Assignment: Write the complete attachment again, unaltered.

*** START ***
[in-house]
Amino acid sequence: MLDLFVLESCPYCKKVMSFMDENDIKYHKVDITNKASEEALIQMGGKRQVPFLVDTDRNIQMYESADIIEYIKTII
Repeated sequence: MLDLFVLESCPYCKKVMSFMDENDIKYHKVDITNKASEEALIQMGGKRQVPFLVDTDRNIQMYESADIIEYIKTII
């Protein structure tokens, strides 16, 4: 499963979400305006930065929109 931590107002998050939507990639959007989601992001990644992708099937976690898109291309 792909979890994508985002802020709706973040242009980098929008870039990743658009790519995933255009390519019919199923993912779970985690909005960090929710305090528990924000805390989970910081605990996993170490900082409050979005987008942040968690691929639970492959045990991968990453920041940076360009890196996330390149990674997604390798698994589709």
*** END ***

[in-house]
Amino acid sequence: MLDLFVLESCPYCKKVMSFMDENDIKYHKVDITNKASEEALIQMGGKRQVPFLVDTDRNIQMYESADIIEYIKTII
Repeated sequence: MLDLFVLESCPYCKKVMSFMDENDIKYHKVDITNKASEEALIQMGGKRQVPFLVDTDRNIQMYESADIIEYIKTII
């Protein structure tokens, strides 16, 4: 499963979400305006930065929109 931590107002998050939507990639959007989601992001990644992708099937976690898109291309 792909979890994508985002802020709706973040242009980098929008870039990743658009790519995933255009390519019919199923993912779970985690909005960090929710305090528990924000805390989970910081605990996993170490900082409050979005987008942040968690691929639970492959045990991968990453920041940076360009890196996330390149990674997604390798698994589709």